Re: Security issues in publishing content of /etc ?
Date: 08/09/04

  • Next message: Lukasz Sztachanski: "Re: Security issues in publishing content of /etc ?"
    To: Fabio Miranda Hamburger <>,,
    Date: Mon, 9 Aug 2004 13:14:10 US/Eastern

    > You could use a brute force attack to get weak passwords. You may find
    > software installed in the machine or other hosts information.

    Brute force means trying every possibilities? Using a dictionnary most possibly, what if
    the password
    have a scrict policy, like no more than 3 same kind of characters in a suite and must
    contain lower-
    case, upper-case, numbers and punctuation. This would definately slow down the brute
    force I guess.

    > Too few changes you get a readable shadow password file nowadays. You cant
    > do password cracking with /etc/passwd. The host IP or 'dns ip' is public
    > avalible and It is not a risk by itself.

    There was a program called `crack` which I think would just encrypt words in a dictionnary
    using the
    same hashing algorythm as the one seen in /etc/passwd and compare its results with the
    ones in that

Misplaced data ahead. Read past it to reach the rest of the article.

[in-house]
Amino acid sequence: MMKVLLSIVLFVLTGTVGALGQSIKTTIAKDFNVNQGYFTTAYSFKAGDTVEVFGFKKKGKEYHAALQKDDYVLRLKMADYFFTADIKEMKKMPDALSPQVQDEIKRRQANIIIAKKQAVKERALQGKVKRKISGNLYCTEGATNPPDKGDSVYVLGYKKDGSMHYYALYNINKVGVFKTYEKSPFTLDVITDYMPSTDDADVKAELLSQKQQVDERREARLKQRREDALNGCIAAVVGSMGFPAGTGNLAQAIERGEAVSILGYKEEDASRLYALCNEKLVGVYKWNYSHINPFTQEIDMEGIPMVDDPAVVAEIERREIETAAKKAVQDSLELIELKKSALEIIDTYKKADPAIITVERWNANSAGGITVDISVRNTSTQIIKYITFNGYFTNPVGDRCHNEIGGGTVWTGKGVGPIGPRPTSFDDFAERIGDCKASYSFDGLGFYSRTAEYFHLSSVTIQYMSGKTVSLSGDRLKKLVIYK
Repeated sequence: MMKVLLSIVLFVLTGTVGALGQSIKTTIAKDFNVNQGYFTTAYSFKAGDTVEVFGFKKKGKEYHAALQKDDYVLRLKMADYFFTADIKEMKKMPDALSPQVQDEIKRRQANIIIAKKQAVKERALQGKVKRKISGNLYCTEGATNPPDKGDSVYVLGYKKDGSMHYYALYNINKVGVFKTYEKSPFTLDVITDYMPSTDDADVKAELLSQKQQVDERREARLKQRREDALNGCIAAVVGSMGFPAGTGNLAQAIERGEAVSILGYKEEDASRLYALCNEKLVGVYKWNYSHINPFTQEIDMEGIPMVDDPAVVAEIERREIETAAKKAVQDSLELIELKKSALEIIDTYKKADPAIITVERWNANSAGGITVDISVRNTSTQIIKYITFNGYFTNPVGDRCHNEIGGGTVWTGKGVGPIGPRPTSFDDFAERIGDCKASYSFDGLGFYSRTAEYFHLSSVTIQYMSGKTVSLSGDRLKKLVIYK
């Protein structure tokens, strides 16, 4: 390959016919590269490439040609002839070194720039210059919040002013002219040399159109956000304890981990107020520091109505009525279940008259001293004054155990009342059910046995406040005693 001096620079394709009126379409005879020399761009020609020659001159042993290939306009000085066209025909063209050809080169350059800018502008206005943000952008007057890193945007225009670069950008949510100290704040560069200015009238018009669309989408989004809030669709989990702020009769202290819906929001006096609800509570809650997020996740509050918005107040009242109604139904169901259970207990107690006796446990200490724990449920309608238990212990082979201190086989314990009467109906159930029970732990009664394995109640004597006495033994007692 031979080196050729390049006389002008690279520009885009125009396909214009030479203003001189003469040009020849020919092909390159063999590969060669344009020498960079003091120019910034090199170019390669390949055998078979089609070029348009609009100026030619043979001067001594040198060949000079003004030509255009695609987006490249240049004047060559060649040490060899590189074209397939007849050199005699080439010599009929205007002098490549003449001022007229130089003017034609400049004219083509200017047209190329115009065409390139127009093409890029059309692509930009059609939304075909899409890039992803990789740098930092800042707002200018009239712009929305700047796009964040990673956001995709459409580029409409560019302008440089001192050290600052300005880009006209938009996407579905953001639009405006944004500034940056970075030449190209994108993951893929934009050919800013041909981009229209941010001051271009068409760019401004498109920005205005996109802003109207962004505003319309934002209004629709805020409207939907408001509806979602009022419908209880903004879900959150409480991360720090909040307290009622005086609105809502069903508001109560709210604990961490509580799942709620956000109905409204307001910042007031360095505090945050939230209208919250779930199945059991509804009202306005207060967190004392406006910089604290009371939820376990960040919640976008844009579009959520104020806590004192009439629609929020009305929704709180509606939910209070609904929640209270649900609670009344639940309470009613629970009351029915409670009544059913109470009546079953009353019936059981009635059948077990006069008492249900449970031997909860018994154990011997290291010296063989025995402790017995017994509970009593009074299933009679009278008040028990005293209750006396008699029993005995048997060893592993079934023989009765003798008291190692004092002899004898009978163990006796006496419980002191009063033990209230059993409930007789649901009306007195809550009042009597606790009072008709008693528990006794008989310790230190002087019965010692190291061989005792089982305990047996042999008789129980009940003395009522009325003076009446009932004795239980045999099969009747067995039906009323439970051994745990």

file. Isn't how it works?

    > You can chroot a filesystem to prevent users to view systems files. A
    > server can do the sharing and other just authenticate users.

    For a linux system, but here I'm thinking on devellopping a software that will mimic the
    inner working
    of linux (in a very light way), and all files will be stored on every computer who uses
    the software
    (containing the big /etc/passwd of all users). Therefore, all files are on the system,
    with the user's
    privilieges when he installed it. A malicious user will be able to read that sort of


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  • Next message: Lukasz Sztachanski: "Re: Security issues in publishing content of /etc ?"